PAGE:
When we think about the full- year, we did raise the outlook $0.15, that's a 1.5% increase on the top-end of our range, really on the back of a better-than-expected first quarter and our expectations, as we've commented for U.S. Auto to recover against some of these Q1 headwinds, and a stronger view on Motion performance over the coming two quarters. When we think about that, I do want to remind everyone that we do expect growth to moderate in 2023, now we had exceptional growth in 2021 and 2022, but we're still looking at very solid earnings growth at 7% to 9% year-over-year with the new range. The business continues to perform well. We're going to continue to capitalize on size and scale, and bullish against our execution of our own strategic initiatives, and I think we're off to a great start as we march towards our 2025 targets that we shared on Investor Day. We're obviously being very balanced and being prudent against the external factors that are out there; inflation levels, foreign currency, and the geopolitical landscape, just to name a few.

When I think about Q2, just to give you some color there about how we're thinking about the upcoming quarter. We started off in a good place, Global Automotive is in line with April, 7% on the topline. And within that, as Will stated in his prepared remarks, U.S. Auto has started off with good momentum in the month of April, accelerating from March. We see a continued strength in international auto and the global industrial business momentum is carried into Q2. But again, we do expect that to normalize against the Q1 rate. Those cost pressures in U.S. Auto, I think, will persist into the early part of Q2 for the balance of the quarter probably, and Will will talk about those just in a moment on what we're doing to get us back to the expected level of performance that we're looking for in the second half.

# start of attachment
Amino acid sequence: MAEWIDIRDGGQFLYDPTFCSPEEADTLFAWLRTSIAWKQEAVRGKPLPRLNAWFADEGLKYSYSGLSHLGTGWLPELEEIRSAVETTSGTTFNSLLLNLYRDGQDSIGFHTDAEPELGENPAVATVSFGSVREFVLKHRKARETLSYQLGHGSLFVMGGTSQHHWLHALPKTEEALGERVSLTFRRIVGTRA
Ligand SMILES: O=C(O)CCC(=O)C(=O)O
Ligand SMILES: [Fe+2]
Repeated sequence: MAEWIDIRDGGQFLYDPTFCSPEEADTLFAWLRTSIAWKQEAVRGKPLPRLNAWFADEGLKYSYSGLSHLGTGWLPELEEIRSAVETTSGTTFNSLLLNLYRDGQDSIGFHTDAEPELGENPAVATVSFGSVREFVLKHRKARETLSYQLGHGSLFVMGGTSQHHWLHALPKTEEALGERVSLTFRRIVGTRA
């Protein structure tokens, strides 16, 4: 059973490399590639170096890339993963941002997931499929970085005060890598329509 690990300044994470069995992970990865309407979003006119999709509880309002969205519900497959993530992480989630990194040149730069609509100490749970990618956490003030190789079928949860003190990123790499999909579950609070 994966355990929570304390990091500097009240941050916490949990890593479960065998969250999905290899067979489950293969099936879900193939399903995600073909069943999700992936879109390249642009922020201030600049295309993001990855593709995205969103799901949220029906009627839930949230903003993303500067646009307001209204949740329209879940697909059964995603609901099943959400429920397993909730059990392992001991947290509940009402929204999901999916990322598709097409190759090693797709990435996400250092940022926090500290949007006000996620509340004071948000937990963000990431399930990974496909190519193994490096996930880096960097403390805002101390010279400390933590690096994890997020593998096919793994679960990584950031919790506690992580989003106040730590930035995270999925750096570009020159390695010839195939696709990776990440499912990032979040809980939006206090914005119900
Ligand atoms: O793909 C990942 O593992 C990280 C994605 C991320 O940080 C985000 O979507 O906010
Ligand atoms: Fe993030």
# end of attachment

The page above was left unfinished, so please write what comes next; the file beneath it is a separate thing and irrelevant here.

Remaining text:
One thing I'd remind you too on Q2 is, just as you think about your models, recall that Q2 of 2022 represented our strongest earnings growth last year. And as a result, when we think about our guidance for the full-year, the second quarter of 2023 will be our -- our expectation will be that, it will be our lowest earnings growth rate for this year. So Will, maybe you want to just take that from there, and fill in a little bit more specific on the cost actions at U.S. Auto.

Will Stengel
President and Chief Operating Officer at Genuine Parts

Yeah, happy to, Bert. Kate, I would say, obviously, the teams around the world have been incredibly focused on costs. So, I wouldn't say, there is any necessarily new actions or levers being pulled. I think we're just stepping up the urgency and the focus at U.S. Automotive. They are predominantly around as you would suspect, all things people in particular around more rigor on over time in stores and DCs, just being super thoughtful to make sure that we're balancing costs, we're taking care of our customers, T&E expense.